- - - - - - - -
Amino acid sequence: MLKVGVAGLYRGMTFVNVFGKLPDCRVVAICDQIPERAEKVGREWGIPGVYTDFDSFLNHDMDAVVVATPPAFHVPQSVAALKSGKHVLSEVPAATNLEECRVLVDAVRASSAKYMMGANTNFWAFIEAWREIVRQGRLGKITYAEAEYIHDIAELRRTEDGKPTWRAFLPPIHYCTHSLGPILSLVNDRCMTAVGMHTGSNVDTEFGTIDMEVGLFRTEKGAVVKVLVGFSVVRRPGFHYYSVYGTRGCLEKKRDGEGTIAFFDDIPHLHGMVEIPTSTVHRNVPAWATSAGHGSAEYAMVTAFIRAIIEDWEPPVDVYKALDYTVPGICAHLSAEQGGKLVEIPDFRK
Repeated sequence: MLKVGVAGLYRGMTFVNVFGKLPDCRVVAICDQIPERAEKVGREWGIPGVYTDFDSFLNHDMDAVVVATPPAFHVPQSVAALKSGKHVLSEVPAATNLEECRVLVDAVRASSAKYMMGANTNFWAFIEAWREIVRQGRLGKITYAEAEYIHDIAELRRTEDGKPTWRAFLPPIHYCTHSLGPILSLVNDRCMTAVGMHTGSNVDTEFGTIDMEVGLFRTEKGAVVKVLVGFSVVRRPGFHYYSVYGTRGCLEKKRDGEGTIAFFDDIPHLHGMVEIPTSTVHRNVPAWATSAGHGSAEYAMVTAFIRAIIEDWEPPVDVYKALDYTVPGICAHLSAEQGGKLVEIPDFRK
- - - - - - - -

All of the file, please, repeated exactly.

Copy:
Amino acid sequence: MLKVGVAGLYRGMTFVNVFGKLPDCRVVAICDQIPERAEKVGREWGIPGVYTDFDSFLNHDMDAVVVATPPAFHVPQSVAALKSGKHVLSEVPAATNLEECRVLVDAVRASSAKYMMGANTNFWAFIEAWREIVRQGRLGKITYAEAEYIHDIAELRRTEDGKPTWRAFLPPIHYCTHSLGPILSLVNDRCMTAVGMHTGSNVDTEFGTIDMEVGLFRTEKGAVVKVLVGFSVVRRPGFHYYSVYGTRGCLEKKRDGEGTIAFFDDIPHLHGMVEIPTSTVHRNVPAWATSAGHGSAEYAMVTAFIRAIIEDWEPPVDVYKALDYTVPGICAHLSAEQGGKLVEIPDFRK
Repeated sequence: MLKVGVAGLYRGMTFVNVFGKLPDCRVVAICDQIPERAEKVGREWGIPGVYTDFDSFLNHDMDAVVVATPPAFHVPQSVAALKSGKHVLSEVPAATNLEECRVLVDAVRASSAKYMMGANTNFWAFIEAWREIVRQGRLGKITYAEAEYIHDIAELRRTEDGKPTWRAFLPPIHYCTHSLGPILSLVNDRCMTAVGMHTGSNVDTEFGTIDMEVGLFRTEKGAVVKVLVGFSVVRRPGFHYYSVYGTRGCLEKKRDGEGTIAFFDDIPHLHGMVEIPTSTVHRNVPAWATSAGHGSAEYAMVTAFIRAIIEDWEPPVDVYKALDYTVPGICAHLSAEQGGKLVEIPDFRK